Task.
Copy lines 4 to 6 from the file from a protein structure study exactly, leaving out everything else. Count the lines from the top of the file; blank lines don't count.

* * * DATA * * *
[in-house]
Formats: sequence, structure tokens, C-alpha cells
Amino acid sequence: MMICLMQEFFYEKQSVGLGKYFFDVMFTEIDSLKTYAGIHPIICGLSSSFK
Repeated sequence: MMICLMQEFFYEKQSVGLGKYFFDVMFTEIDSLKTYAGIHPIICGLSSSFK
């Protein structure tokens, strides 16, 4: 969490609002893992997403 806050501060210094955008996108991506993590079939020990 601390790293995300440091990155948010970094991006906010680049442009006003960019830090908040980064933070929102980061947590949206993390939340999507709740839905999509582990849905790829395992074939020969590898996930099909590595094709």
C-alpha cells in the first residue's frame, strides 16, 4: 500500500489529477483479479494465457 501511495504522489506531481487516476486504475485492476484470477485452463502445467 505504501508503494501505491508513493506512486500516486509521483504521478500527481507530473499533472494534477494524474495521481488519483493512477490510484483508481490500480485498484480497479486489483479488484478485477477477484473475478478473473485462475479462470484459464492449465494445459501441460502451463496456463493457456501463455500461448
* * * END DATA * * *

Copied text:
Repeated sequence: MMICLMQEFFYEKQSVGLGKYFFDVMFTEIDSLKTYAGIHPIICGLSSSFK
């Protein structure tokens, strides 16, 4: 969490609002893992997403 806050501060210094955008996108991506993590079939020990 601390790293995300440091990155948010970094991006906010680049442009006003960019830090908040980064933070929102980061947590949206993390939340999507709740839905999509582990849905790829395992074939020969590898996930099909590595094709």
C-alpha cells in the first residue's frame, strides 16, 4: 500500500489529477483479479494465457 501511495504522489506531481487516476486504475485492476484470477485452463502445467 505504501508503494501505491508513493506512486500516486509521483504521478500527481507530473499533472494534477494524474495521481488519483493512477490510484483508481490500480485498484480497479486489483479488484478485477477477484473475478478473473485462475479462470484459464492449465494445459501441460502451463496456463493457456501463455500461448